Four Spenserians, published in 1817. John Keats's earliest extant poem was probably written soon after his tutor, Charles Cowden Clarke, had introduced him to Spenser. It is an exercise in descriptive gorgeousness that opens, appropriately enough, with a Spenserian sunrise. The "Imitation of Spenser" forms a striking contrast with the verse fragment, "In after-time, a sage of mickle lore," the satirical Spenserian that terminated Keats's oeuvre only six years afterwards.
John Hamilton Reynolds: "Here is a little volume filled throughout with very graceful and genuine poetry. The author is a very young man, and one, as we augur from the present work, that is likely to make a great addition to those who would overthrow that artificial taste which French criticism has long planted amongst us. At a time when nothing is talked of but the power and the passion of Lord Byron, and the playful and elegant fancy of Moore, and the correctness of Rogers, and the sublimity and pathos of Campbell (these terms we should conceive are kept ready composed in the Edinburgh Review-shop) a young man starts suddenly before us, with a genius that is likely to eclipse them all. He comes fresh from nature, — and the originals of his images are to be found in her keeping. Young writers are in general in their early productions imitators of their favorite poet; like young birds that in their first songs, mock the notes of those warblers, they hear the most, and love the best: but this youthful poet appears to have tuned his voice in solitudes, — to have sung from the pure inspiration of nature" The Champion (9 March 1817) 78.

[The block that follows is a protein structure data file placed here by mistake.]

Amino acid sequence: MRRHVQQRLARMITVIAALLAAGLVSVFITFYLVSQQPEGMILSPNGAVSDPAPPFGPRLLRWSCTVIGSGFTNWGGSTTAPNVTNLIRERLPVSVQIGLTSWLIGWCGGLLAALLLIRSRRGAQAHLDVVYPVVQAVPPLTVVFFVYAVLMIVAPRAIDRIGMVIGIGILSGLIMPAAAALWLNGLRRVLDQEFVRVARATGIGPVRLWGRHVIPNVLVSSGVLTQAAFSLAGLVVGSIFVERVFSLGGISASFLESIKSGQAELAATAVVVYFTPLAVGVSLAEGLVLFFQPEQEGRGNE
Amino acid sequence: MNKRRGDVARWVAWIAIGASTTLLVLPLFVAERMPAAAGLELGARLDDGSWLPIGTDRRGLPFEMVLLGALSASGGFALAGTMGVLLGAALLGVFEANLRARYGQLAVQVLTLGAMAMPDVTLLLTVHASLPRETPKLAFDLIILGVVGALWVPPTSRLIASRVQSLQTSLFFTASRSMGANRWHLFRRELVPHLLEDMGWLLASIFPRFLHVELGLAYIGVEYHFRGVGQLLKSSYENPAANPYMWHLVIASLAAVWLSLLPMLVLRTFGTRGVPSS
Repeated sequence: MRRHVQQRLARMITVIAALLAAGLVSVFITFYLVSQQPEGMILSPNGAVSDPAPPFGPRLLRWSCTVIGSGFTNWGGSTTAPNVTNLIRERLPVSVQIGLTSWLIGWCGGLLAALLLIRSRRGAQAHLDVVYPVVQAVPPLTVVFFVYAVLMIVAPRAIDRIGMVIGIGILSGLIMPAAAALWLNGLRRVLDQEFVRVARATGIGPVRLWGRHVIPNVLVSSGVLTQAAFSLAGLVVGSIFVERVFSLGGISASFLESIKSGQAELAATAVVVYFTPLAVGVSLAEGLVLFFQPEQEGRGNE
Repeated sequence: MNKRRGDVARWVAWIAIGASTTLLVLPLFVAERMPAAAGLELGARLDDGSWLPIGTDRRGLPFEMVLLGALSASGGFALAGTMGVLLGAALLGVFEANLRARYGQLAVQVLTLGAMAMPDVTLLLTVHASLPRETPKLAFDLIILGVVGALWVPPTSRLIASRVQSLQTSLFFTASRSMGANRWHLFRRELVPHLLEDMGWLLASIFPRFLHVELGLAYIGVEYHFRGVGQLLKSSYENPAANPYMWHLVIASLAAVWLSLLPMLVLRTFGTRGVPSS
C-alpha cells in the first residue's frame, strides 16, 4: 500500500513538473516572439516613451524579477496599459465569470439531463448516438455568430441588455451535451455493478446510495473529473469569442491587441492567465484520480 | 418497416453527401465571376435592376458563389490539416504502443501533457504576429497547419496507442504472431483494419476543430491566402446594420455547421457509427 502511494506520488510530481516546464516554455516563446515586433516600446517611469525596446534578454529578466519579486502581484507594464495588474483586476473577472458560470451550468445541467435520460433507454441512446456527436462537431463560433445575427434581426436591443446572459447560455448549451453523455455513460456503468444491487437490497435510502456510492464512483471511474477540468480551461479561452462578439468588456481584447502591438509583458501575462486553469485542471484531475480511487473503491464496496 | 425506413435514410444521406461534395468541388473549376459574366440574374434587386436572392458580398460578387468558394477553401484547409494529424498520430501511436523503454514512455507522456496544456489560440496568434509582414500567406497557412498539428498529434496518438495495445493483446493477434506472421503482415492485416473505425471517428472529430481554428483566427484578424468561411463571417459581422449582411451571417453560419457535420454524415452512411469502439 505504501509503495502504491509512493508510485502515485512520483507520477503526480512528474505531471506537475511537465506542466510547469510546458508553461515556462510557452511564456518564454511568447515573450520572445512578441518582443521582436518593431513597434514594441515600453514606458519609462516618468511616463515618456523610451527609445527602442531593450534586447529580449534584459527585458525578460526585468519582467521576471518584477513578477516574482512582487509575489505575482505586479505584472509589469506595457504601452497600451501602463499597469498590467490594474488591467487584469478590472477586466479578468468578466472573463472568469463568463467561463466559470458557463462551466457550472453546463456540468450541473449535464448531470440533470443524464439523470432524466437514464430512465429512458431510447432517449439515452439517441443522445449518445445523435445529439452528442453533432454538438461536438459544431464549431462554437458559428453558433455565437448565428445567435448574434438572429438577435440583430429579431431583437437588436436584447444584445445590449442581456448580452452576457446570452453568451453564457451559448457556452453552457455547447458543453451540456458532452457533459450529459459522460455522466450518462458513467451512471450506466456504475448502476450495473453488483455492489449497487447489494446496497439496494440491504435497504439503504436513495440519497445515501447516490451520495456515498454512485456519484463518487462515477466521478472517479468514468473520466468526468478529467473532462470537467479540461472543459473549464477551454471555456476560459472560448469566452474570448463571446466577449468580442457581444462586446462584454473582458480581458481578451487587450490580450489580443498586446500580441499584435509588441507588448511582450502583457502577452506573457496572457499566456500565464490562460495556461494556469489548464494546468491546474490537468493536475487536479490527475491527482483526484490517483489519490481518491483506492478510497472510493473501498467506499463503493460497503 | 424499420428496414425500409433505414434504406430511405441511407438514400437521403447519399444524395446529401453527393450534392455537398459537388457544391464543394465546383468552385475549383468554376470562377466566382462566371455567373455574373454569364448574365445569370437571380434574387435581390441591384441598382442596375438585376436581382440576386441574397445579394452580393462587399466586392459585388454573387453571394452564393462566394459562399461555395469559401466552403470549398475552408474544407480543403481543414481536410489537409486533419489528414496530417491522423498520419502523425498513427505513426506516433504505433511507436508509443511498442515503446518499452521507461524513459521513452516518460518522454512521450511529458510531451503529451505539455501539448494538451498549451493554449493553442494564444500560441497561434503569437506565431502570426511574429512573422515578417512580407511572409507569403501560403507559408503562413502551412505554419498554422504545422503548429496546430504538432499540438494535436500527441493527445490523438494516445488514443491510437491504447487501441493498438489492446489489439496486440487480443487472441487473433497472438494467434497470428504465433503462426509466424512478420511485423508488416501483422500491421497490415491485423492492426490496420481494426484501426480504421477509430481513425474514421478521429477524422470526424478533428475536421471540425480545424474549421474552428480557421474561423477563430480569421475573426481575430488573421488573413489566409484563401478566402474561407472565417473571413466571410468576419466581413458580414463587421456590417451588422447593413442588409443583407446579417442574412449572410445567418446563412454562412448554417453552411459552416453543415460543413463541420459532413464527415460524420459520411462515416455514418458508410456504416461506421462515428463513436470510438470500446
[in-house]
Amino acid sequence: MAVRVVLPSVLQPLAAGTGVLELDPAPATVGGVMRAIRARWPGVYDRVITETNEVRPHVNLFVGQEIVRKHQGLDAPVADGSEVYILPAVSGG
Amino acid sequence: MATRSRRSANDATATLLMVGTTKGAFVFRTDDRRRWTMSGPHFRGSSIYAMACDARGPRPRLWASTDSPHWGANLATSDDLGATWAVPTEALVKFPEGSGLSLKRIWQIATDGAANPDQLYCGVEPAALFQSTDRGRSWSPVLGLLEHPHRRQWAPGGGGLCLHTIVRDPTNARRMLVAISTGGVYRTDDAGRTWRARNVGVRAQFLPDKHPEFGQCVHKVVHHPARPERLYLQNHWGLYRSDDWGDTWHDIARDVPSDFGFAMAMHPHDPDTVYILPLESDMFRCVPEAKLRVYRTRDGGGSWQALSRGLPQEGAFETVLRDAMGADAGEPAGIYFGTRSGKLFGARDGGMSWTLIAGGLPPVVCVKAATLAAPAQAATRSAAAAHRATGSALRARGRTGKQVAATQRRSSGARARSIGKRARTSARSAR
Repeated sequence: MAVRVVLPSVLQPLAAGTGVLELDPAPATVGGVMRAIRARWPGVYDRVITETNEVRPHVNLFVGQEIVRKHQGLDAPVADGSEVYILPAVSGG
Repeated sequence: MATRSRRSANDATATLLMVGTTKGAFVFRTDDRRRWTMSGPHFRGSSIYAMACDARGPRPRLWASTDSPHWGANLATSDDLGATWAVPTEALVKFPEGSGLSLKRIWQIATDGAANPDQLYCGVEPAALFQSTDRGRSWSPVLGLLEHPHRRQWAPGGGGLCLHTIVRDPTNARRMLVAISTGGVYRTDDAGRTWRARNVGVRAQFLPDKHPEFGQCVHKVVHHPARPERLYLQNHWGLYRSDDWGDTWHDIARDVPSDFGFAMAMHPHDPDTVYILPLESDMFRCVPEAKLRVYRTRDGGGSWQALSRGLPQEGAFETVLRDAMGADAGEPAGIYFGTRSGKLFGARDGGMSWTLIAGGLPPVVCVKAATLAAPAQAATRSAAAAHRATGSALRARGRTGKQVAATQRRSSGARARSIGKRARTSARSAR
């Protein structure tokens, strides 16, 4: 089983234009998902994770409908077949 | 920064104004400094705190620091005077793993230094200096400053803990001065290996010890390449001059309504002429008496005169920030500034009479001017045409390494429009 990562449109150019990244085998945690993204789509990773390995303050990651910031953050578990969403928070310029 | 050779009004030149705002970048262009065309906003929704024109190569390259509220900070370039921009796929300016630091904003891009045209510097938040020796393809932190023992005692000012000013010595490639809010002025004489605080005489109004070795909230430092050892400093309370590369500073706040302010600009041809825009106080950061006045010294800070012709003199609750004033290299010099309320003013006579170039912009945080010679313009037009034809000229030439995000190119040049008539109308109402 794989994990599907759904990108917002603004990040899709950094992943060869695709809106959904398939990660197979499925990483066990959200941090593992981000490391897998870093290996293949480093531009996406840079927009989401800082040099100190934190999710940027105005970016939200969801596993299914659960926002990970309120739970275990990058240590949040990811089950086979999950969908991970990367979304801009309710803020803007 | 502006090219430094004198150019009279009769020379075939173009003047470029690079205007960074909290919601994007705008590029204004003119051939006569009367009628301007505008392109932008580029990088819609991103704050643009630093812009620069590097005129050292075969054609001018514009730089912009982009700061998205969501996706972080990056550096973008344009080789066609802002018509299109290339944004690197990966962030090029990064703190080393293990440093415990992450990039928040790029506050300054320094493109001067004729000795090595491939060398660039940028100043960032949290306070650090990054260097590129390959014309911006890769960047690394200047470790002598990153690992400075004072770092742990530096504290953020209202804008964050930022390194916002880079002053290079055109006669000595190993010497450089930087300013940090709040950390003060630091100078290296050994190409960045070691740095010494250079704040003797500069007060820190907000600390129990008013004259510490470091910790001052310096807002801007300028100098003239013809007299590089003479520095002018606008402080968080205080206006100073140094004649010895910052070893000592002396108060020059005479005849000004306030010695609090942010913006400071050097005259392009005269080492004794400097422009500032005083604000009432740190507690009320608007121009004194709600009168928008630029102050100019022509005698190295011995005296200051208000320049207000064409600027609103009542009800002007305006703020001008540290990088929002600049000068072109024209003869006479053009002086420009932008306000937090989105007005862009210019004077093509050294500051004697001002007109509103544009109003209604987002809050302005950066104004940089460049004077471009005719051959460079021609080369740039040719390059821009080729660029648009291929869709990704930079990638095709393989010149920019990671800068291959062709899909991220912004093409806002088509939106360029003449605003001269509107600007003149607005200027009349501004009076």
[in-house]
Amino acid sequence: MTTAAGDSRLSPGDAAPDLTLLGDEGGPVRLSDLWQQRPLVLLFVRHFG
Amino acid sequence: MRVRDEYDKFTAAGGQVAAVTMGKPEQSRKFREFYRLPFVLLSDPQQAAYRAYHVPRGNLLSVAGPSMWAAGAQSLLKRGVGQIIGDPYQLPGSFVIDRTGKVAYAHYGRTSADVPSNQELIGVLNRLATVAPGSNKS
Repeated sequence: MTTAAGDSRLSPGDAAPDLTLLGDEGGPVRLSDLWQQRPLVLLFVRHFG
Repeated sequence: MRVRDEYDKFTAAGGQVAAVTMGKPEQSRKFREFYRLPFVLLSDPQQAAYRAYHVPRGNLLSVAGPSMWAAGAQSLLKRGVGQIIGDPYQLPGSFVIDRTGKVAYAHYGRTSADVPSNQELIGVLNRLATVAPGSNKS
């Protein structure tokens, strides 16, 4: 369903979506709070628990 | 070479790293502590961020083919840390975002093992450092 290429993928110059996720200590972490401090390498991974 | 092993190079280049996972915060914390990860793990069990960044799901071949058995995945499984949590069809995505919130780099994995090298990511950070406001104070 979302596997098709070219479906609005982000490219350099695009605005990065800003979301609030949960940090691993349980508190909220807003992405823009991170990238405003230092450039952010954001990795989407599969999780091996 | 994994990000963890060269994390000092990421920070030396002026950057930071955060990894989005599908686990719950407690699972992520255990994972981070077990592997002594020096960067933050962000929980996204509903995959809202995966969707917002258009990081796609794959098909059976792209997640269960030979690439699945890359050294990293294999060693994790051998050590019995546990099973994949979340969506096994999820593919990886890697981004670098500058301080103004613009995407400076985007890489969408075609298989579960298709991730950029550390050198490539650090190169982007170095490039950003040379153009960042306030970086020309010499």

Edinburgh Magazine: "'Sage, serious' Spencer, the most melodious and mildly fanciful of our old English poets, is Mr. Keats's favourite. He takes his motto from him, — puts his his head on his title-page, — and writes one of his most luxurious descriptions of nature in his measure. We find, indeed, Spencerianisms scattered through all his other verses, of whatsoever measure or character. But, though these things sufficiently point out where Mr. K. has caught his inspiration, they by no means determine the general character of his manner, which partakes a great deal of that picturesqueness of fancy and licentious brilliancy of epithet which distinguish the early Italian novelists and amorous poets" NS 1 (October 1817) 254.
Robert Chambers: "If we consider his extreme youth and delicate health, his solitary and interesting self-instruction, the severity of the attacks made upon him by his hostile and powerful critics, and, above all, the original richness and picturesqueness of his conceptions and imagery, even when they run to waste, he appears to be one of the greatest of the young self-taught poets. Michael Bruce or Henry Kirke White cannot for a moment be compared with him: he is more like the Milton of Lycidas, or the Spenser of the Tears of the Muses" Encyclopaedia of English Literature (1844; 1850) 2:404.
Mary Russell Mitford: "No one since Spenser has possessed a more graphic pen. His processions not only live, they move" "Poetry that Poets Love" Recollections of a Literary Life; or Books, Places, and People (1852) 319.